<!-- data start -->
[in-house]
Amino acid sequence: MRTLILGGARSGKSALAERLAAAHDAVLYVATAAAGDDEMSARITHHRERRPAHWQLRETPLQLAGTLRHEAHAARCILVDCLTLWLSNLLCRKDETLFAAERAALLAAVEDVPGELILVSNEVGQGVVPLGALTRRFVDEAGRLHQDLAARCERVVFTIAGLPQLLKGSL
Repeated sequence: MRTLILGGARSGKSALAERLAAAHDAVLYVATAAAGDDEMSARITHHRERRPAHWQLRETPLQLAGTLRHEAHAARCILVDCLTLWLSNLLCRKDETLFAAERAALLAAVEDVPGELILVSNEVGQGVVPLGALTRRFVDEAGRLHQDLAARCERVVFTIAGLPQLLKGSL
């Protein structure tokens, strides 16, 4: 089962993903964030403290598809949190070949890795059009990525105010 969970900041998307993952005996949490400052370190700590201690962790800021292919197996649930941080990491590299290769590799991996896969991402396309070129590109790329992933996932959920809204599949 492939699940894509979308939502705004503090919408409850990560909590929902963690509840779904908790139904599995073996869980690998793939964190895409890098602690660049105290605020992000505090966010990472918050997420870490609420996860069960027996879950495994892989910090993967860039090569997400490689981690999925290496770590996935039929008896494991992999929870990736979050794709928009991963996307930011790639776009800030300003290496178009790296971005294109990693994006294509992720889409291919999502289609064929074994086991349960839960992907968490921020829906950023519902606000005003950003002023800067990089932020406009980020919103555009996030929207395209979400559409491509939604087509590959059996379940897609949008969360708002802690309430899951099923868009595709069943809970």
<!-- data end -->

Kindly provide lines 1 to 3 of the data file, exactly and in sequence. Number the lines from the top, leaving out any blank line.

[in-house]
Amino acid sequence: MRTLILGGARSGKSALAERLAAAHDAVLYVATAAAGDDEMSARITHHRERRPAHWQLRETPLQLAGTLRHEAHAARCILVDCLTLWLSNLLCRKDETLFAAERAALLAAVEDVPGELILVSNEVGQGVVPLGALTRRFVDEAGRLHQDLAARCERVVFTIAGLPQLLKGSL
Repeated sequence: MRTLILGGARSGKSALAERLAAAHDAVLYVATAAAGDDEMSARITHHRERRPAHWQLRETPLQLAGTLRHEAHAARCILVDCLTLWLSNLLCRKDETLFAAERAALLAAVEDVPGELILVSNEVGQGVVPLGALTRRFVDEAGRLHQDLAARCERVVFTIAGLPQLLKGSL